How To Use SSH

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SSH (Secure Shell) is a protocol that can be used to:

  • obtain a shell prompt on a remote computer to execute command-line programs
  • forward X11 connections to execute graphical programs remotely
  • establish encrypted data tunnels to act as a makeshift VPN
  • transfer files between computers using the associated SFTP (Secure File Transfer Protocol) or SCP (Secure Copy) protocols

SSH accomplishes all of these tasks using encrypted connections, preventing other network users from evesdropping on your communication and impersonating you. SSH replaces the older rsh, rexec, telnet and ftp protocols, which are not permitted on departmental servers because they transmit usernames and passwords unencrypted.

SSH utilities are available for all common operating systems.

Available SSH Clients

Departmental Windows Workstations

The departmental Windows workstations have the commercial (but free for University use) "SSH Secure Shell" version installed, as well as PuTTY.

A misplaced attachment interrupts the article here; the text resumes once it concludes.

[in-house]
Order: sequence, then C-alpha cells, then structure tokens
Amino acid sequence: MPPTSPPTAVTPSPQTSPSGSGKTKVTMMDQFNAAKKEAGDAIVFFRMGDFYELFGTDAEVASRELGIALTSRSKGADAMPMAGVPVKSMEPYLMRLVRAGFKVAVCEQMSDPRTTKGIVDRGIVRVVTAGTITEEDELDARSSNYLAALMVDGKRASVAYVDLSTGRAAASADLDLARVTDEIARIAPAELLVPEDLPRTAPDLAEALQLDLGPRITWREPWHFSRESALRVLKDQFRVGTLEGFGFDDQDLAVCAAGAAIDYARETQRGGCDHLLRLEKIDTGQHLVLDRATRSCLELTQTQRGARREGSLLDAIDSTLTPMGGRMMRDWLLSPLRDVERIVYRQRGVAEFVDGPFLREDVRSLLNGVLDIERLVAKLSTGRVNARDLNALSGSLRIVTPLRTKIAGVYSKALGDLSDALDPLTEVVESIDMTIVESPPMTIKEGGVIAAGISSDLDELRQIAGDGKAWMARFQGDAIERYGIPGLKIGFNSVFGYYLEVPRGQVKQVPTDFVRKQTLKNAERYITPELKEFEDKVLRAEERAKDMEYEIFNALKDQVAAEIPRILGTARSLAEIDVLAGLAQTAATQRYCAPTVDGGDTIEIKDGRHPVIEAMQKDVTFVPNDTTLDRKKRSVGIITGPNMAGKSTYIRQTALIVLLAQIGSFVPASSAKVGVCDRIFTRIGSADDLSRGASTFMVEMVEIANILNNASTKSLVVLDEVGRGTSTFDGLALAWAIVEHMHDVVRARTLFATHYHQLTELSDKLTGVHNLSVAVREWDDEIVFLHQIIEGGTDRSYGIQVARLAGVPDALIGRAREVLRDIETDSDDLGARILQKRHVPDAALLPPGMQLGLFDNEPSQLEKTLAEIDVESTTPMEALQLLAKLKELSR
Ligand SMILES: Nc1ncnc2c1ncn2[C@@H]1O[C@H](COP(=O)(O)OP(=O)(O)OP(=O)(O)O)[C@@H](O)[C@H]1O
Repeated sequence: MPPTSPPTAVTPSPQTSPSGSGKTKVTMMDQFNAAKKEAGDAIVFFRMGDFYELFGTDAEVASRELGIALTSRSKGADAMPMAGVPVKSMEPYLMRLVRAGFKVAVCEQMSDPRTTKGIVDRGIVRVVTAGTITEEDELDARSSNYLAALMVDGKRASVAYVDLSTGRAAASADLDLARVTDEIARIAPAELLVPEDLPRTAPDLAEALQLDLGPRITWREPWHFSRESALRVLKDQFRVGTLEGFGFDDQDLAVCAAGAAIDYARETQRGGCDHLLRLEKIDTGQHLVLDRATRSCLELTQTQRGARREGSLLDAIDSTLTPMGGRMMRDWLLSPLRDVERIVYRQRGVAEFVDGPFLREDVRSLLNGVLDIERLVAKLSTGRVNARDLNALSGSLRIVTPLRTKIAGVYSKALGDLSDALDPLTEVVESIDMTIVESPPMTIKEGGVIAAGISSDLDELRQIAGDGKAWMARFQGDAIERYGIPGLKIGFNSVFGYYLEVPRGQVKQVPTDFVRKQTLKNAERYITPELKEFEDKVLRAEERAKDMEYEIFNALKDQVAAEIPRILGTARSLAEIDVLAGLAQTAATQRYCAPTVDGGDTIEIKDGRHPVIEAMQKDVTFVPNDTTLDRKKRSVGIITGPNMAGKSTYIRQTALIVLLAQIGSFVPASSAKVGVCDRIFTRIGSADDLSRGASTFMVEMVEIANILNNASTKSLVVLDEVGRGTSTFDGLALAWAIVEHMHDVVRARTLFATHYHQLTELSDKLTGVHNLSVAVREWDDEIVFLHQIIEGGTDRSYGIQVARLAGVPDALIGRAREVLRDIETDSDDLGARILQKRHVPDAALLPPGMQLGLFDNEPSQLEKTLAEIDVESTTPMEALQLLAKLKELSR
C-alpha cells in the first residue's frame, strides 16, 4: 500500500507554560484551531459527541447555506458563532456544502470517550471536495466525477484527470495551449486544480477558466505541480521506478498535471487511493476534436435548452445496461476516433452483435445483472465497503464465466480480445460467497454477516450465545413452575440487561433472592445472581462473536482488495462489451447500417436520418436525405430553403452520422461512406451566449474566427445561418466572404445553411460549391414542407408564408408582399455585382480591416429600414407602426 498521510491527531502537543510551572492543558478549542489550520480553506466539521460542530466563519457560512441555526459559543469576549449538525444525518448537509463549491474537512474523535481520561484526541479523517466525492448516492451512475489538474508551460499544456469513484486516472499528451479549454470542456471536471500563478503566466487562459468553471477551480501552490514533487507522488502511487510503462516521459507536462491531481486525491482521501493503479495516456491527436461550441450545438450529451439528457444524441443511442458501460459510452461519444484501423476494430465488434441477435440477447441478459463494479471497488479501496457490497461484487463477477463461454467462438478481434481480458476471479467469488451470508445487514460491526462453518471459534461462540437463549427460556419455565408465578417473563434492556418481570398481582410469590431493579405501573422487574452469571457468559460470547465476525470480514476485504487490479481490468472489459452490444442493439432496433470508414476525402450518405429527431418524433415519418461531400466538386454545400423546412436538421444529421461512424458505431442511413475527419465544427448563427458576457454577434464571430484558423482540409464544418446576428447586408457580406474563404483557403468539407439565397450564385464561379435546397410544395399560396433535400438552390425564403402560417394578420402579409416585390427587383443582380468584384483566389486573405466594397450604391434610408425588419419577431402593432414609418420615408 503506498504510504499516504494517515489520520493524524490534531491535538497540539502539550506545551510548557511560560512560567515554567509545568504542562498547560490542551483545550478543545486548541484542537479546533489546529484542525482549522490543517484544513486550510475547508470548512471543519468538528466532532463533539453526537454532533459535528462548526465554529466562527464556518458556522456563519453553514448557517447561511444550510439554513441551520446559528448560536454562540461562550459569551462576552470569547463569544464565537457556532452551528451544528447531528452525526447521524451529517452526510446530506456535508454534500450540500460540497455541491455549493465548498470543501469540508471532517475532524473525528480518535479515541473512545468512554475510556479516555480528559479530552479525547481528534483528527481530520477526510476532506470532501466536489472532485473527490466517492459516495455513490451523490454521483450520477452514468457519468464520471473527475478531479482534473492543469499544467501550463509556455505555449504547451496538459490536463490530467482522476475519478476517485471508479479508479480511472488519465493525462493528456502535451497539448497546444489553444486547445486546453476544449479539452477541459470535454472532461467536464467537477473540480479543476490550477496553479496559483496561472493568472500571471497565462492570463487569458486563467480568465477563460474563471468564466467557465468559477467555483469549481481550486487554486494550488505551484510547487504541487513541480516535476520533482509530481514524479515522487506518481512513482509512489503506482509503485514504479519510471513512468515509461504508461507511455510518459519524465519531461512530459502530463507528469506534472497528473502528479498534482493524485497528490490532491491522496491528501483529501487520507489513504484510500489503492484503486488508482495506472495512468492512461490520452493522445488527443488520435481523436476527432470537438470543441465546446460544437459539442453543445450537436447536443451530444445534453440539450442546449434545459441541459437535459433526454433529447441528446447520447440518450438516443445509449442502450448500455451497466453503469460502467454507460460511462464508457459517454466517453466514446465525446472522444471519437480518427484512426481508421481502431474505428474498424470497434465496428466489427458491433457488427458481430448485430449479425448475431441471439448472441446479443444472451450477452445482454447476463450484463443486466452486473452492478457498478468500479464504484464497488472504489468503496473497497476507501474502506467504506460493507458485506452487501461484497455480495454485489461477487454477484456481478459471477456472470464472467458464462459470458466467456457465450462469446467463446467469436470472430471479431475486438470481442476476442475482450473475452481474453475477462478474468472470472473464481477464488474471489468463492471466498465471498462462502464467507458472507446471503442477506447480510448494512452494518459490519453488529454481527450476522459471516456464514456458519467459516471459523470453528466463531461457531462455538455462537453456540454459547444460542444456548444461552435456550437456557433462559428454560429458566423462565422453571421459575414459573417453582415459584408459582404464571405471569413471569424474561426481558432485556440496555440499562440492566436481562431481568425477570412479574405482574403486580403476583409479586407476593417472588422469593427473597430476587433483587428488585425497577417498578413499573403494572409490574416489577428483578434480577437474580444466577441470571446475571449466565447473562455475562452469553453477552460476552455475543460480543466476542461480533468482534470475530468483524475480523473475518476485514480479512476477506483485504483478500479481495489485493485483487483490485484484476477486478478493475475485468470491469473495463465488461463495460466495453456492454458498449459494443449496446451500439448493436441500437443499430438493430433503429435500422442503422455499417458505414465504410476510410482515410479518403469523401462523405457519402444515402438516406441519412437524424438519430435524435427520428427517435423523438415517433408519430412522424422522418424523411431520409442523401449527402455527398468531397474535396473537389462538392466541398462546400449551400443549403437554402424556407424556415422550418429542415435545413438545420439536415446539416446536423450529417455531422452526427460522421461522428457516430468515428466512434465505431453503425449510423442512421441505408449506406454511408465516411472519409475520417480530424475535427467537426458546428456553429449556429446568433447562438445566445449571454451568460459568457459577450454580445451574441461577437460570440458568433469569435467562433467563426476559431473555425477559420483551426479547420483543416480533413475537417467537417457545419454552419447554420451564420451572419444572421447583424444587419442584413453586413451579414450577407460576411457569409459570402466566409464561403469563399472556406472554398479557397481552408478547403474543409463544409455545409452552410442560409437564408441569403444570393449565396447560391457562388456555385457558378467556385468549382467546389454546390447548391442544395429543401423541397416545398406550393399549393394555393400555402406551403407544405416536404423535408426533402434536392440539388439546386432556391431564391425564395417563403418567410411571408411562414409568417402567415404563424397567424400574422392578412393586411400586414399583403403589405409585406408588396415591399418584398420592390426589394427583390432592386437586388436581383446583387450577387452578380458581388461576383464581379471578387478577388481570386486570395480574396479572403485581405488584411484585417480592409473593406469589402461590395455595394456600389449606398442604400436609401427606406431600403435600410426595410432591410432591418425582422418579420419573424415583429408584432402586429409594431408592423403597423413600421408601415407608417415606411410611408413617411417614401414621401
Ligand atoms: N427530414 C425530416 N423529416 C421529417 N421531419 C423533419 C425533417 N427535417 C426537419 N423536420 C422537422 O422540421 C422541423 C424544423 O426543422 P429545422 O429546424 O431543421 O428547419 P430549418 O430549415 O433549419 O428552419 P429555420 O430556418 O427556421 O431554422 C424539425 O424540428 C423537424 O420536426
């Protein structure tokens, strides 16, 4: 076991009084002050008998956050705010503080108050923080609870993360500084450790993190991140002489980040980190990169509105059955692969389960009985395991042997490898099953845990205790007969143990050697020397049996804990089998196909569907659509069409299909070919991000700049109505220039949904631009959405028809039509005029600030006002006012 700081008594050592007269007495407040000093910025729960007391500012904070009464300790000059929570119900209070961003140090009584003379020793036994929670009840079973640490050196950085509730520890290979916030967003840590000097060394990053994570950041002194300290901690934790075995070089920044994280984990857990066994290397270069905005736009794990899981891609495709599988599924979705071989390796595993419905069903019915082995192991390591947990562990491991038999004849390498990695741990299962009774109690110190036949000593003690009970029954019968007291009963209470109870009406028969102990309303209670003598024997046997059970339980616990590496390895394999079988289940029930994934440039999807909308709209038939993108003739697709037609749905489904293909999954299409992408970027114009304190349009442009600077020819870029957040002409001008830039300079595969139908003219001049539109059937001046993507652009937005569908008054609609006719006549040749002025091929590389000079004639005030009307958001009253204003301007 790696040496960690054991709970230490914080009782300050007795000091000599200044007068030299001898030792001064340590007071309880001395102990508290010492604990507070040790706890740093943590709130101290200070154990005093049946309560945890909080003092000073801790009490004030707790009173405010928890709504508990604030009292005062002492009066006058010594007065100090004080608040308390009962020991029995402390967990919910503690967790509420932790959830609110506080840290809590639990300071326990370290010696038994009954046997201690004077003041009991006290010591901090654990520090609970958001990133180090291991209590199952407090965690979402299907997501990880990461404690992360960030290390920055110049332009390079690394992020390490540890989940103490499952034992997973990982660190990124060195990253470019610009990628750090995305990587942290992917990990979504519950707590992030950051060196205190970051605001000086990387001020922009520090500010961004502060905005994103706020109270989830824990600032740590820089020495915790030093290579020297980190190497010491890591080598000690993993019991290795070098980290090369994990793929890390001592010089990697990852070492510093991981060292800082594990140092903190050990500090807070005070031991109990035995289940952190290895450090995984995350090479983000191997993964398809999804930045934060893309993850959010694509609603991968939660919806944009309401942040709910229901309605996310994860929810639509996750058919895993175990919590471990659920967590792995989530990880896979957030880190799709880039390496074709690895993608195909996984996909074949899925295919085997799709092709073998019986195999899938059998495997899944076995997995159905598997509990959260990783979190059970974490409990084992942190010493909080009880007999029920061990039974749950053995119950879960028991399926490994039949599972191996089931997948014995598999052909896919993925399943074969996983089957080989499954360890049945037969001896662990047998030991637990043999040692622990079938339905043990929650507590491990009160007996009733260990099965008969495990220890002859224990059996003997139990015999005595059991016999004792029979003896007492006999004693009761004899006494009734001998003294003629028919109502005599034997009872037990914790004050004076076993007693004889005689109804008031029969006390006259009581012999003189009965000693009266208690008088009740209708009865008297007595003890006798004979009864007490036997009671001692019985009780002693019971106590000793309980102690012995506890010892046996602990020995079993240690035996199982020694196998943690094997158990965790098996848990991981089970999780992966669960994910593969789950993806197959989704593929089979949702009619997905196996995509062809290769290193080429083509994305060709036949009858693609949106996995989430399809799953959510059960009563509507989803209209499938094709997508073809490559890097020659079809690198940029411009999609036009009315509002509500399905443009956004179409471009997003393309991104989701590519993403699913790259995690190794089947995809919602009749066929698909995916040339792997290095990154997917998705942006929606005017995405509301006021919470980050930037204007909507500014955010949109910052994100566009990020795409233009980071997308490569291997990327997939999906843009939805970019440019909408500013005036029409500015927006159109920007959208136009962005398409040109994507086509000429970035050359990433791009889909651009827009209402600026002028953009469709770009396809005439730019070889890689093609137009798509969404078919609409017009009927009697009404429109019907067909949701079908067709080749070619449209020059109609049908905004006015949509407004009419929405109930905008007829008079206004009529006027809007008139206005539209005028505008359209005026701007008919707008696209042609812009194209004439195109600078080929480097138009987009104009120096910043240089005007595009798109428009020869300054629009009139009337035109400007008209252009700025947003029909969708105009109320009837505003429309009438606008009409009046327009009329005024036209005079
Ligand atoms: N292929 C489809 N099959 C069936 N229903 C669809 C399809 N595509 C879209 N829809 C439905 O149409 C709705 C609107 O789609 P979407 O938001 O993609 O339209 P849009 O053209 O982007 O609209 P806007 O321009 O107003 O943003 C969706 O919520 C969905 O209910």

Personal Use on Windows Workstations

There are two Windows-based clients that you may wish to try:

  1. PuTTY is a free Win32 Telnet/SSH client.
  2. WinSCP is a free graphical client for transferring files using SCP/SFTP.

Departmental Solaris / Linux Workstations

The departmental Solaris / Linux workstations have the OpenSSH version of the ssh, scp, and sftp tools installed.

Mac OS X

Mac OS X includes ssh, scp, and sftp as commands accessible through the Terminal. You may also find these graphical utilities helpful:

  • Fugu is a free graphical client for transferring files using SCP/SFTP.
  • SSHKeychain helps manage SSH tunnels and keys.